Are electronic mortgage closings the wave of the future?

In an age when many daily transactions are done electronically, the mortgage closing process has remained stubbornly stuck in the 20th century.

Fannie Mae first announced it would accept electronic mortgages in 2002, but the vast majority of mortgage closings still happen the old-fashioned way — with homebuyers manually signing large stacks of paper in a closing office.

This is true even though the Electronic Signatures in Global and National Commerce Act laid the legal groundwork for the use of e-records and e-signatures way back in 2000. But the situation finally could be about to change.

Last year, the Consumer Financial Protection Bureau conducted a comprehensive pilot to study the benefits and drawbacks to electronic closings for mortgages. The results of the “Know Before You Owe” study were generally positive for the eClosing process. In the pilot study, eClosing borrowers scored higher than paper borrowers when it came to empowerment at closing, perceived understanding of the closing process and closing efficiency.

Simplifying a complex process

“While technology alone will not address all consumer concerns in the closing process, our study showed that eClosings do offer the potential to make the process less complex,” CFPB Director Richard Cordray said in a news release about the study’s findings. “We expect this pilot project and its findings to help inform further innovation that will be a win-win for consumers and industry alike.”

There are many potential benefits of moving toward an electronic mortgage closing process, according to the CFPB. First, it will speed up the process considerably by allowing for faster delivery of the closing documents. Fannie Mae estimates an electronic mortgage process could shorten the closing time by 30 days and save $1,100 on an average mortgage, or a total of about $1 billion per year.

With eClosings and electronic document management, the loan disclosure process can be fully automated and provide an electronic audit trail. Proponents say the process also provides for improved transparency in terms of when loan officers deliver the documents to borrowers and when borrowers view and sign documents.

Also, eClosings make it easier for lenders to provide homebuyers with educational tools, such as embedded links in mortgage documents, that can help them better understand and navigate the closing process. A CFPB report released in 2014 found that borrowers often felt overwhelmed by the huge pile of complex paperwork they faced at the closing table.

Cordray said the bureau was “pleased, but not surprised” by another important finding of the eClosing pilot. Consumers who reported the best results often were those who received and reviewed their closing documents before the closing meeting.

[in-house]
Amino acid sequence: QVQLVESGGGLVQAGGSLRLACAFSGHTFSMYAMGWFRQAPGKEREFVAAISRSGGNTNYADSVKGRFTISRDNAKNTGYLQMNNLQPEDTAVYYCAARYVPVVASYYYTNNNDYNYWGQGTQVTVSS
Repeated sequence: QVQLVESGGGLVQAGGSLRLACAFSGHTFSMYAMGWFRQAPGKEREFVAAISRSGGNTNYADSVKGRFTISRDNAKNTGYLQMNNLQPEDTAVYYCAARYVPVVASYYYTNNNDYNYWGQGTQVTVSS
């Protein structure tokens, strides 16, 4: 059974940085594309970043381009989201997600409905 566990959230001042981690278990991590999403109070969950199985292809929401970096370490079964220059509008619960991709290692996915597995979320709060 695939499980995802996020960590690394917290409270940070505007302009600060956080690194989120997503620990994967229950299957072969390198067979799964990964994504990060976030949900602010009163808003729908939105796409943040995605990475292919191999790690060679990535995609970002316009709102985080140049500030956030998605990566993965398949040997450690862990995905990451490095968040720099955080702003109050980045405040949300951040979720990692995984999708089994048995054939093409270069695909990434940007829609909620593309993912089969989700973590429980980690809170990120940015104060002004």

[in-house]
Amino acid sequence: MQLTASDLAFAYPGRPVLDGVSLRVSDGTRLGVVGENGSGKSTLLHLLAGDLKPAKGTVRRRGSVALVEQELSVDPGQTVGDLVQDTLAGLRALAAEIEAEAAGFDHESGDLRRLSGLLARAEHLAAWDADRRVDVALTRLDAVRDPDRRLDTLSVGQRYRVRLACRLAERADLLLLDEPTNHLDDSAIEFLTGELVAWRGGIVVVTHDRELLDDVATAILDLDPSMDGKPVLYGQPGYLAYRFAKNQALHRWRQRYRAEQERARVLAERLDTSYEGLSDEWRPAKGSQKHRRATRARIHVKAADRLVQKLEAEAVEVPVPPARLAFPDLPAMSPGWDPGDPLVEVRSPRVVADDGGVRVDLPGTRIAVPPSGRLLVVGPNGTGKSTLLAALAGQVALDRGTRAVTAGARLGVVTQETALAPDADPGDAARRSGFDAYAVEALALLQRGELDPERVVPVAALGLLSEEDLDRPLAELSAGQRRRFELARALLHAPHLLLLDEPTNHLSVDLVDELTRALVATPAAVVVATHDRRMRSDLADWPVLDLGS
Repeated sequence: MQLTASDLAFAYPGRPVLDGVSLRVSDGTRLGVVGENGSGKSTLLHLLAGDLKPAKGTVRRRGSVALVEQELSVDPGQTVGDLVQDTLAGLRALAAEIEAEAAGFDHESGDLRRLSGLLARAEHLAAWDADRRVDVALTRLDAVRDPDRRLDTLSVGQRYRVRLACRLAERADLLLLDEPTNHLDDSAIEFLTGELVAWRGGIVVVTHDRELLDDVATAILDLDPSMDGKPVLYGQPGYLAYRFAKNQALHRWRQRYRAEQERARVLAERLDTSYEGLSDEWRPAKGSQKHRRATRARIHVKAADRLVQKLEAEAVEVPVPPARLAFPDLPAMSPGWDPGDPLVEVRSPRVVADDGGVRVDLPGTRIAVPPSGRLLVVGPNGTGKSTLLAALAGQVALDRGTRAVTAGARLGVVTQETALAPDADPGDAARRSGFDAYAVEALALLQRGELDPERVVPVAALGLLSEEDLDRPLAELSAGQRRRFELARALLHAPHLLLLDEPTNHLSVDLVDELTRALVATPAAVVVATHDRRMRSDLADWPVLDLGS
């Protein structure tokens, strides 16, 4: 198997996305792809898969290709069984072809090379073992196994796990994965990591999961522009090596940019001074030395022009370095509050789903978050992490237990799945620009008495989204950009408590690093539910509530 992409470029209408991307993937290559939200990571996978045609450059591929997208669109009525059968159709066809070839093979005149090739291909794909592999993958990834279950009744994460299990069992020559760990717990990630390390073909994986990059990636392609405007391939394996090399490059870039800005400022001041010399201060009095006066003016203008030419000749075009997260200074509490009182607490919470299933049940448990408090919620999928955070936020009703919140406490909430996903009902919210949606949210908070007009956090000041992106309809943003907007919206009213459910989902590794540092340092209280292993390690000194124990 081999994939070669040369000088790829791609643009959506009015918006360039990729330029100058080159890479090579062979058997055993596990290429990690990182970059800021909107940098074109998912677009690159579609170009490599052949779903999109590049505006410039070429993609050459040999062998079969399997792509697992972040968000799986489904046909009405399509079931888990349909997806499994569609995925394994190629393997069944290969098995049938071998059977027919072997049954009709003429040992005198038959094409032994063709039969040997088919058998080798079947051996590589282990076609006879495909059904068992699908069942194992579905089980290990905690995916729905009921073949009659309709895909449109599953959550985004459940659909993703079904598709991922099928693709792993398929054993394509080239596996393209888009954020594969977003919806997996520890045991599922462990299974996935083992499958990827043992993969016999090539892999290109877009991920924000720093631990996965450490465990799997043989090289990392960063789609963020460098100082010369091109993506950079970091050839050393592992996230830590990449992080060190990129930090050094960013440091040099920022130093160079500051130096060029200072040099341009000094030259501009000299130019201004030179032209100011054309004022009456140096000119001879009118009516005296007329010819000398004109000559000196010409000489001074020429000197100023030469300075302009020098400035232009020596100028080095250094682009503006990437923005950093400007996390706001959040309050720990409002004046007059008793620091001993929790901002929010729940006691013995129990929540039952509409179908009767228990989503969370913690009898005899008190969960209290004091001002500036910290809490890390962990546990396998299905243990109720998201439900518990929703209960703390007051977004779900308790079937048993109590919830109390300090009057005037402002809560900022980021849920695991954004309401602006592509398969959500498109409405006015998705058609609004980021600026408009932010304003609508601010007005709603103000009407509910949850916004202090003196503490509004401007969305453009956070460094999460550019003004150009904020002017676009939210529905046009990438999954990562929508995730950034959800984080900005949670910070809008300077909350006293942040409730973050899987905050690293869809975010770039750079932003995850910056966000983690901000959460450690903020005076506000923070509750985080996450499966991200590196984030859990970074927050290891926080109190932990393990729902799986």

“Early document delivery and review was associated with better measured outcomes in both paper and eClosing transactions, but the early delivery of documents occurred much more consistently in the eClosings we analyzed during the study,” Cordray stated in the report.

Potential hurdles

More than 3,000 homebuyers, seven lenders and numerous settlement agents and real estate professionals participated in the four-month CFPB pilot program last year.

Jim Connell, chief information officer for Sierra Pacific Mortgage, located in Folsom, Calif., one of the lenders that participated, said there still is resistance in the industry to electronic closings. “The biggest hurdle is getting settlement agents and notaries trained and onboard with eClosings,” Connell said.

“Settlement agents have to learn and be trained on all the different eClosing vendors’ platforms — there’s not just one way of doing it,” he added. “So we saw some resistance to change among them in the pilot. I understand this because settlement agents and notaries want to make sure they’re doing everything the right way.”

Connell sees major benefits for both lenders and consumers once everybody’s on board with the change. “The electronic platform results in a faster and more efficient settlement experience for everyone,” he said. “There’s not an inch-thick stack of papers waiting for borrowers to sign. They can be out the door in 20 minutes if they review the documents ahead of time.”

Michael Farris, a senior vice president with Digital Delivery, which provides technology for eClosings, said lenders and settlement agents are much more aware of electronic mortgage closings because of the CFPB pilot. “As a result, I think we’re going to see a lot more eClosings in 2016 as mortgage originators start to adapt their processes,” he said.

Farris said a major benefit of eClosings for lenders is improved customer satisfaction.

“Consumers want this,” he said. “They’re used to electronic transactions and signing things electronically. eClosing is a faster, cheaper and easier process and it’s also environmentally friendly. We have done thousands of eClosings over the past decade so we know that it works.”

Freelance writer Don Sadler contributed to the writing and research of this article.

By |2019-11-25T08:35:02-06:00April 15th, 2016|Financial Services, Oncourse Corporate|0 Comments

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